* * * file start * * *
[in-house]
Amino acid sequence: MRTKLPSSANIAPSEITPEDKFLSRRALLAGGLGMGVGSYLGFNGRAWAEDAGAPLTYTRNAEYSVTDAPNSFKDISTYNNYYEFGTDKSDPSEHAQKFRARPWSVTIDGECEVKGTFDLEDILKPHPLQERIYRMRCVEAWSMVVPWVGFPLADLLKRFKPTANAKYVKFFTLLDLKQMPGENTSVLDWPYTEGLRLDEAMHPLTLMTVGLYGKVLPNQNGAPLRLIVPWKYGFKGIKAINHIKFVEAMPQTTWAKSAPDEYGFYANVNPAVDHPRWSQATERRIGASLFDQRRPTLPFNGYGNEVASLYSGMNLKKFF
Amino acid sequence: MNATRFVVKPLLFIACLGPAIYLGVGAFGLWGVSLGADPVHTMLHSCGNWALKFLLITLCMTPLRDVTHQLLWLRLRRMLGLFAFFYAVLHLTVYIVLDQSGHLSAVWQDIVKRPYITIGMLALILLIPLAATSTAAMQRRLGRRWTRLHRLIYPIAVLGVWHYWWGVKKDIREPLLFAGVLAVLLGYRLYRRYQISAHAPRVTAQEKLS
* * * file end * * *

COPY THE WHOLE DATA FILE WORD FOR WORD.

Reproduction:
[in-house]
Amino acid sequence: MRTKLPSSANIAPSEITPEDKFLSRRALLAGGLGMGVGSYLGFNGRAWAEDAGAPLTYTRNAEYSVTDAPNSFKDISTYNNYYEFGTDKSDPSEHAQKFRARPWSVTIDGECEVKGTFDLEDILKPHPLQERIYRMRCVEAWSMVVPWVGFPLADLLKRFKPTANAKYVKFFTLLDLKQMPGENTSVLDWPYTEGLRLDEAMHPLTLMTVGLYGKVLPNQNGAPLRLIVPWKYGFKGIKAINHIKFVEAMPQTTWAKSAPDEYGFYANVNPAVDHPRWSQATERRIGASLFDQRRPTLPFNGYGNEVASLYSGMNLKKFF
Amino acid sequence: MNATRFVVKPLLFIACLGPAIYLGVGAFGLWGVSLGADPVHTMLHSCGNWALKFLLITLCMTPLRDVTHQLLWLRLRRMLGLFAFFYAVLHLTVYIVLDQSGHLSAVWQDIVKRPYITIGMLALILLIPLAATSTAAMQRRLGRRWTRLHRLIYPIAVLGVWHYWWGVKKDIREPLLFAGVLAVLLGYRLYRRYQISAHAPRVTAQEKLS